In the final, deciding match of the VALORANT Champions 2021 group stage, North American powerhouse Team Envy faced off against Thai team X10 CRIT. Envy had entered the tournament as heavy favorites for a deep run in the playoffs, while X10 CRIT had by and large been struggling despite ace player Patiphan “Patiphan” Chaiwong consistently impressing. For Envy, the result seemed like a foregone conclusion, especially since they’d defeated X10 handily just four days earlier.
But a whole new X10 showed up to that crucial series. The impossible became seemingly possible as X10 fell on the first map, clawed their way back into the series on the second and brought the tiebreaker third to overtime. X10 quickly went up 13-12 and showed no signs of stopping.
In the final hour, Envy made a calculated approach to the site — but before they could blink, almost out of nowhere, Patiphan secured three quick kills as his teammate secured the cleanup.
Just like that, the match was over. X10 had made it to the playoffs.
The team launched out of their seats and coalesced into an ecstatic group huddle, jumping on chairs and gesturing at the camera. X10 had defied expectations, and Patiphan had cemented himself as a star at just 18 years old. However, after only a year competing in Riot Games’ tactical shooter, he decided to leave it behind to return to the game that gave him his start.
Patiphan began playing Overwatch professionally when he was 14 years old and swiftly became known as one of the best players in Southeast Asia. He dazzled the community during the 2018 Overwatch World Cup, but even after several years grinding his way through the Tier 2 scene, he was still too young to compete in the Overwatch League. So, in August 2020, he moved over to VALORANT, where his reputation as one of Southeast Asia’s best persisted.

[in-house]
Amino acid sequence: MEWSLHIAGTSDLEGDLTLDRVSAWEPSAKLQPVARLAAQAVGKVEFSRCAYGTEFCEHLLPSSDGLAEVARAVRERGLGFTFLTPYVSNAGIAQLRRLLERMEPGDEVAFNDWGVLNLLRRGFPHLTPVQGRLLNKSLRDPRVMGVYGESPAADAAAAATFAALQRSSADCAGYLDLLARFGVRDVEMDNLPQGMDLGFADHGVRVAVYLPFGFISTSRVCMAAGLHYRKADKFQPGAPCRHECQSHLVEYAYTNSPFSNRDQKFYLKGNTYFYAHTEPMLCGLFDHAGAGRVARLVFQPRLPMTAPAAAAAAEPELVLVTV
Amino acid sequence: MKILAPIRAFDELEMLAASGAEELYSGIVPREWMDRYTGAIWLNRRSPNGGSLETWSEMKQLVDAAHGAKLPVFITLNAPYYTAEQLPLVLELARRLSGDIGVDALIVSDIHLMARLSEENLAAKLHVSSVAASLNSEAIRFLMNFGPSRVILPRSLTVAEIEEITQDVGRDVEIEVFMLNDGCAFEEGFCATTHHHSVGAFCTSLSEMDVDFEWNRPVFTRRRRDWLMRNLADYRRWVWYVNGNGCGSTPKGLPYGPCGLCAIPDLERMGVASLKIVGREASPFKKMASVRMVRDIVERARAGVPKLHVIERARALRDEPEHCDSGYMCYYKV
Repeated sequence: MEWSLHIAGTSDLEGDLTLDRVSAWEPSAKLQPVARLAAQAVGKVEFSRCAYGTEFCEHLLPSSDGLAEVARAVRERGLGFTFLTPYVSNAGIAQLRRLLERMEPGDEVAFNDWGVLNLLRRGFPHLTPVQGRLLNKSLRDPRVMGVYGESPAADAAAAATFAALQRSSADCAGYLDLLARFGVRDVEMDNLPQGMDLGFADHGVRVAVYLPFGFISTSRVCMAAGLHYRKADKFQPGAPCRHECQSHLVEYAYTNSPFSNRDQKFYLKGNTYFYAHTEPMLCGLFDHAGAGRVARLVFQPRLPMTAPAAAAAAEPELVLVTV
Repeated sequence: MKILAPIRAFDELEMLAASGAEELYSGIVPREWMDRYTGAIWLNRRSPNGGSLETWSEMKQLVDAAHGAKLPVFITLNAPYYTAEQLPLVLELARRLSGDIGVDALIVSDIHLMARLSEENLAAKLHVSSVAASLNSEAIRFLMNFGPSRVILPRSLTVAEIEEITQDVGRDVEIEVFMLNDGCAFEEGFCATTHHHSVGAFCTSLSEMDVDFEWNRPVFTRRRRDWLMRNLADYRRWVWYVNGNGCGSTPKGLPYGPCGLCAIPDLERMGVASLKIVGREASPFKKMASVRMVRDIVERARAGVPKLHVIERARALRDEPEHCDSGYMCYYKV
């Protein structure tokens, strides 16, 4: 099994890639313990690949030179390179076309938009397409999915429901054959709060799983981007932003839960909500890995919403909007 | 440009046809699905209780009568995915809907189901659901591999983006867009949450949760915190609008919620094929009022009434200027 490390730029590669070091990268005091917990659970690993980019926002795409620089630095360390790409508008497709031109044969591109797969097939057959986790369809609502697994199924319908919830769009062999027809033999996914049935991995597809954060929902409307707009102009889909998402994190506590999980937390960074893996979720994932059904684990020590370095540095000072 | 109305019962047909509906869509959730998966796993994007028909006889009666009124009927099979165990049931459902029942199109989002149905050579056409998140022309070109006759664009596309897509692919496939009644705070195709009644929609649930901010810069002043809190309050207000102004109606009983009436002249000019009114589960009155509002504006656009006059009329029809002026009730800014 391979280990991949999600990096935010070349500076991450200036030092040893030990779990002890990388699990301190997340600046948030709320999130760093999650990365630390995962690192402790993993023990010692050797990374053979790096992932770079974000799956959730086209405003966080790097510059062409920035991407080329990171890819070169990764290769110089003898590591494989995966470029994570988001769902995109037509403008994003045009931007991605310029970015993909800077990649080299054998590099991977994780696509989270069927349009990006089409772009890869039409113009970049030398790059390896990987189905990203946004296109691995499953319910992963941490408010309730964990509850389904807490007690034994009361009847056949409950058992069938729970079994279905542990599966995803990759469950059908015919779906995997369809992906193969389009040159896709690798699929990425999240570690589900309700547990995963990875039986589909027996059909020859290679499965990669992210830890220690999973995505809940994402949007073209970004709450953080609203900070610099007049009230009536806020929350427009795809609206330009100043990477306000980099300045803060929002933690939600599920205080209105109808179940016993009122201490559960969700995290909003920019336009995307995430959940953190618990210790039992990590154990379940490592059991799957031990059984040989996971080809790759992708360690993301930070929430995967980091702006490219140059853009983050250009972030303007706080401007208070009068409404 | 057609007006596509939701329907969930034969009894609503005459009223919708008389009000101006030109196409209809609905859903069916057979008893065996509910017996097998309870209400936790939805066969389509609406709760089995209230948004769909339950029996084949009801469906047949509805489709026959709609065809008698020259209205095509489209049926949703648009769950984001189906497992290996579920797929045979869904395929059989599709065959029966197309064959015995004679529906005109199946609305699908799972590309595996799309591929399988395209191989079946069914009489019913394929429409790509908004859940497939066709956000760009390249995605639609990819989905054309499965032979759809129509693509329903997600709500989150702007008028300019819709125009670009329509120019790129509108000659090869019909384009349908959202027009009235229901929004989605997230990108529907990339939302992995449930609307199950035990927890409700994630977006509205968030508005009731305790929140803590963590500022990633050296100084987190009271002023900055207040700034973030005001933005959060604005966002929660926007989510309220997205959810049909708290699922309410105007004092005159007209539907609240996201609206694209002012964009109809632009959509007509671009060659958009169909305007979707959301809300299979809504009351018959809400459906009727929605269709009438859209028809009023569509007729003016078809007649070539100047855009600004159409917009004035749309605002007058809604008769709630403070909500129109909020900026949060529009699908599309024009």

Now, in a move a long time coming, Patiphan will make his Overwatch League debut for the Los Angeles Gladiators in 2022. But picking Overwatch back up after being away from it for more than a year isn’t exactly like getting back on a bike. Gladiators head coach Sam “face” Merewether, who had previously worked with Patiphan in Overwatch Contenders, waited three months for Patiphan to accept his offer to return to Overwatch after bringing up the subject in September 2021.
“I wasn’t sure that I was going to be good at all,” said Patiphan. “I played VALORANT for a year and hadn’t touched Overwatch for so long. I wasn’t confident. But face — he’s like a dad to me, and he said he believes in me and thinks that I can be good again. That’s why he picked me up.”
Patiphan has displayed his raw potential for years now, and when they worked together as part of Talon Esports, face played a big part in helping him hone it.
“The best thing about Pati is that he plays the game really intuitively,” face said. “He can find space and is a really instinctive, dynamic player. That can also lead to big moments. Even though he’s 18, he can be a really vocal player in-game. He can show a lot of leadership, he can make lots of creative plays and he’s not afraid of big moments.”